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les Enluminures

[Excerpts from the Statuta chirurgicorum Parisiensium et confraternitatis beatorum Cosme et Damiani [Statutes of the Surgeons of Paris and the Confraternity of Saints Cosmas and Damian]

In Latin, decorated manuscript on parchment
France, likely Paris, later 15th c. and [1575 to mid-17th c.]

TM 175
sold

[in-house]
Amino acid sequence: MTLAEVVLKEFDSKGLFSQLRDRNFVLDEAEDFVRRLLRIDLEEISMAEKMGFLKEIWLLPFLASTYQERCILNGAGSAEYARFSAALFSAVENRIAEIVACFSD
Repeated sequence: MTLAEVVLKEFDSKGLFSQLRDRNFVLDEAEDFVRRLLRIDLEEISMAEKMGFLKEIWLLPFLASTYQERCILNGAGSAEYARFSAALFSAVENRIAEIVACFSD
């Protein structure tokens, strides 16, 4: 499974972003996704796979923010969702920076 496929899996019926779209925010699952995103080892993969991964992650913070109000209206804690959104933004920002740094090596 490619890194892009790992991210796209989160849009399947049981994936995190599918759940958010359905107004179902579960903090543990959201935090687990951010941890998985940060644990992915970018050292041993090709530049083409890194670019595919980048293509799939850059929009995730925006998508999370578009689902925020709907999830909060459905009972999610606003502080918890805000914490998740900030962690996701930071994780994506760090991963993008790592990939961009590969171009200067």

2 bifolia, on parchment, single quire (probably lacking two first quires), written in brown ink in a clear bâtarde script (ff. 1-1v, 15th c. script), followed by a rather rounded script in darker brown ink (ff. 1v-3v, likely circa 1575), subsequent entries all dated after 1574 till 1655 in a progressively more cursive script, in brown and black ink, text on 2 columns (justification 180 x 140 mm), ruled in red, painted initials in red and blue (in red only in the 16th c. additions beginning f. 1v), rubric on f. 3v, early foliation in upper margin (Roman numerals .x. and .xi. suggesting that the first 9 ff. are lacking), statutes numbered in a later, likely 16th-century hand (from 32 to 39), marginal annotations [mostly obits and a long note, dated 1603 (fol. 3v)], unbound and unsewn, preserved in a elegant fitted case of red chagrin, smooth spine, gilt title "Statuts des Maitres Chirurgiens Jurés et Barbiers de Paris – 1379-1659 [sic]," clear front cover, case lined in silk [case signed "Ateliers Laurenchet"]. Dimensions 270 x 195 mm.